From 1835 to 1853 San Nicolas island had a population of one. Now archaeologists believe they have discovered the residence of the island’s last known resident, a woman whose involuntary, solitary, 18-year occupation inspired a kid lit classic and who became known as the “Lone Woman of San Nicolas.”
Rene Vellanoweth of Cal State L.A. in the cave where it’s believed the Lone Woman of San Nicolas lived from 1835 to 1853. Photo: via Steve Schwartz, the Navy archaeologist who has searched the island for the 20 years looking for this cave.
The residence is a 75-foot-long cave and its discovery concludes a 20-year quest by archeologist Steven Schwartz to find the woman’s island abode.
“The cave had been completely buried under several meters of sand. It is quite large and would have made a very comfortable home, especially in inclement weather,” Schwartz said at the California Islands Symposium as reported in the Los Angeles Times.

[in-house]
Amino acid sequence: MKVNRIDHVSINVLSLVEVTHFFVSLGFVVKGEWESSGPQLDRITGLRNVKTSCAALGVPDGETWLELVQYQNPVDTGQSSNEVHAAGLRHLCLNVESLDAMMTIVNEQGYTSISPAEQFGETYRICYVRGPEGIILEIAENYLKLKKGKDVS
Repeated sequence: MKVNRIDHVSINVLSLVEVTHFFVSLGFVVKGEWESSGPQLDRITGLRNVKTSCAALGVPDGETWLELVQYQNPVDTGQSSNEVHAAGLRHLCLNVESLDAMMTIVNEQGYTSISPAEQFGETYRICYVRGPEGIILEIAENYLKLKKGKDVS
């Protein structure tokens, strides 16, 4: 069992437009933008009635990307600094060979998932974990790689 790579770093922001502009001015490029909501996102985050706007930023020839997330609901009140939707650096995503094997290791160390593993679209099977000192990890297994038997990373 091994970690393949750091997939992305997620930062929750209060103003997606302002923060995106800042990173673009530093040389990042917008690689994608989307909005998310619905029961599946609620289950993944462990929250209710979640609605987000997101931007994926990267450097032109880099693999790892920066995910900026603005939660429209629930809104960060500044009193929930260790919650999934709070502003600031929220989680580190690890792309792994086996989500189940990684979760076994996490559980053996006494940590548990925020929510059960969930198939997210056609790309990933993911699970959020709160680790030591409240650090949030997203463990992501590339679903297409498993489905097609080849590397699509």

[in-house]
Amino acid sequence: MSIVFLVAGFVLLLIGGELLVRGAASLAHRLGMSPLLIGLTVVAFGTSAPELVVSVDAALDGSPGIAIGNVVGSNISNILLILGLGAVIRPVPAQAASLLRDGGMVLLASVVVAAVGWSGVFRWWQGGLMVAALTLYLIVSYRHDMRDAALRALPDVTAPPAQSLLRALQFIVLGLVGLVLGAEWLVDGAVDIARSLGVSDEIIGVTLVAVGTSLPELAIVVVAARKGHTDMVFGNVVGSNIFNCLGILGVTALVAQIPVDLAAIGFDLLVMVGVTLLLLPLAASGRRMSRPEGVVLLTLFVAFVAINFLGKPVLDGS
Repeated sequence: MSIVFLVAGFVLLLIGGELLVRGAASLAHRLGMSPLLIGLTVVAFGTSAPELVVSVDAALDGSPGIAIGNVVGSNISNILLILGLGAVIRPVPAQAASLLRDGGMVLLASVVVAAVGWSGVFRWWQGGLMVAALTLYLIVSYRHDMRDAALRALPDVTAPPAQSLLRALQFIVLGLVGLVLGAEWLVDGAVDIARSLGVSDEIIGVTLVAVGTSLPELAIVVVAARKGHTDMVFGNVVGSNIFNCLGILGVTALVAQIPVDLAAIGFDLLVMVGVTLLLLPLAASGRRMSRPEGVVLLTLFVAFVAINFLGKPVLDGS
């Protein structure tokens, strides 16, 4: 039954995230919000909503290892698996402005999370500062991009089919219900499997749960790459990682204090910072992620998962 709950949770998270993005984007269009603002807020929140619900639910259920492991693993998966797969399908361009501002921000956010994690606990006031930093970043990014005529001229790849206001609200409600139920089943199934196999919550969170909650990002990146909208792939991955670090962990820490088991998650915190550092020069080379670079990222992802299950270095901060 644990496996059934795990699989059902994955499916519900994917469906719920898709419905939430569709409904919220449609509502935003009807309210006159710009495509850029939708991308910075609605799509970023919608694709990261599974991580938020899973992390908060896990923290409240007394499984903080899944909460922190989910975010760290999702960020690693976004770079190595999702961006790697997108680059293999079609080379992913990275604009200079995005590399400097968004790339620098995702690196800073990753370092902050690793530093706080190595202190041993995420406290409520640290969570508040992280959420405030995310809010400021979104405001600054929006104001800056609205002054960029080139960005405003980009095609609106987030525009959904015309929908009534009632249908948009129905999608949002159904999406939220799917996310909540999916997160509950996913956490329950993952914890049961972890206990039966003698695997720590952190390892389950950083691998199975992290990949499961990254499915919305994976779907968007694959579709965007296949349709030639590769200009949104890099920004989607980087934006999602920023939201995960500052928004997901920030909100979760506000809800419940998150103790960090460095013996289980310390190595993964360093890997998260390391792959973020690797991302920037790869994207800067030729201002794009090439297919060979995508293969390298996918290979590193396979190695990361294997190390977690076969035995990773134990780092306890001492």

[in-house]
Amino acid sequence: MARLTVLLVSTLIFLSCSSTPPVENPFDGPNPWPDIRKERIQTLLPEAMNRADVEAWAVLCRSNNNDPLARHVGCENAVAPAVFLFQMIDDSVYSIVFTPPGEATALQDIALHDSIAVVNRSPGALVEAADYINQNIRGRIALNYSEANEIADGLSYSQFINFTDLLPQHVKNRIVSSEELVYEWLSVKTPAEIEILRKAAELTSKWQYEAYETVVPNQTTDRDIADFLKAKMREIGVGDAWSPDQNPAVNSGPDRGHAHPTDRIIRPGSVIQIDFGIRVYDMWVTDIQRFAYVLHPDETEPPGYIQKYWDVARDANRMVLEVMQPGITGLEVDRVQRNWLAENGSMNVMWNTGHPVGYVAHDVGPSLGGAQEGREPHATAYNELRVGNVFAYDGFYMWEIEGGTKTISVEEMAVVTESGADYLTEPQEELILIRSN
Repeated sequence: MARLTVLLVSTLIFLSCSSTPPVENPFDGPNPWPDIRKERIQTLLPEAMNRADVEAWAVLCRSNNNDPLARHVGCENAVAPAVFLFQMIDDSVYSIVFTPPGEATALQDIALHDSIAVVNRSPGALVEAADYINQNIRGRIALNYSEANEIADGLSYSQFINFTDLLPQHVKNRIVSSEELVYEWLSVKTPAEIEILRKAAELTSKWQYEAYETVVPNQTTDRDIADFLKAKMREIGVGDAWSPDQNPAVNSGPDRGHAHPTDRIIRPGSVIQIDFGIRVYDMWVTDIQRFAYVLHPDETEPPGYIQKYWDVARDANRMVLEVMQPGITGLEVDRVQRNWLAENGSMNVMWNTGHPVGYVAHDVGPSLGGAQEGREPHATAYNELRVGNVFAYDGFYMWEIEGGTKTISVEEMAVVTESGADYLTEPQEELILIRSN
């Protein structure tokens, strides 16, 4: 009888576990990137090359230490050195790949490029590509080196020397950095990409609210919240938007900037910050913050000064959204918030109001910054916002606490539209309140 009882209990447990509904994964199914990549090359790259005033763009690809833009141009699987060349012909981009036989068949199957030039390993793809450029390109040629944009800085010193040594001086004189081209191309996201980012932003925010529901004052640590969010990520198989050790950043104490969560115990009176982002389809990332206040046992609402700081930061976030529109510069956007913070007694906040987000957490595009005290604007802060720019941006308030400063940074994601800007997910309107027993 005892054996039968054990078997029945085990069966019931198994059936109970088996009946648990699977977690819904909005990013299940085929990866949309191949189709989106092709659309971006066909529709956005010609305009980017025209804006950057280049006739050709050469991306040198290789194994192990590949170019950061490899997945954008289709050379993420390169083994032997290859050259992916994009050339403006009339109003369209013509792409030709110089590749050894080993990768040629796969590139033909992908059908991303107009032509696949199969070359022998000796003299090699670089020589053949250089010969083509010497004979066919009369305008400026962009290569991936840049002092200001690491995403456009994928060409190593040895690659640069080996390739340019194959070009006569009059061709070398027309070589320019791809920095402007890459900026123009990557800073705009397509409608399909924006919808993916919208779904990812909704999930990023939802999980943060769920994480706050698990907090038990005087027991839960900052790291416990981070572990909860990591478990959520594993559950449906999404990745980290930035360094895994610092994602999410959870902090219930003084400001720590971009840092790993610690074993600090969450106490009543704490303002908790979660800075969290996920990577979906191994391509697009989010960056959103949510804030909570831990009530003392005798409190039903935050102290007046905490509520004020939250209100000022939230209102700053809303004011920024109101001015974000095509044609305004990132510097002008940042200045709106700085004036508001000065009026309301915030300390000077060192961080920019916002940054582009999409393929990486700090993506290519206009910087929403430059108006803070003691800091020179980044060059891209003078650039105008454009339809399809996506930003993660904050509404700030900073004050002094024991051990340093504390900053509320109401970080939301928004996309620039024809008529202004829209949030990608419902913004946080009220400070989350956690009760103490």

Christened Juana Maria at her death bed baptism, she was a member of the Nicoleno, a Native American tribe that had lived on San Nicolas for centuries. Pushed out by hunters and their numbers dwindling, a crew was sent to bring the last of the tribe to the mainland, but Juana Maria was left behind.
When she was discovered by fishermen in 1853 and brought to the Santa Barbara Mission, she became the object of much fascination and speculation. As no one understood her language, it was never known how she spent her time on the island or even her real name. And there wasn’t much time to try to bridge the language gap as she died of dysentery just seven weeks later.
But her story captivated public imagination in an enduring way, so much so that 107 years later author Scott O’Dell fleshed it out in the popular children’s novel “Island of the Blue Dolphins.”
With the discovery of the cave, it’s hoped some of the mysteries surrounding her extraordinary life may be solved.
“What she did or didn’t eat, how she got along or did she have dogs with her? We’ll find evidence of all that in that cave. Everything she did will be in that cave.” Schwartz told the Ventura Star.
Middle image of Lone Woman, via WikiCommons.
Map shows the remote location of San Nicolas Island, one of the Channel Islands off the coast of Southern California, which is now controlled by the U.S. Navy. The best selling children’s novel by Scott O’Dell has also been made into movies.
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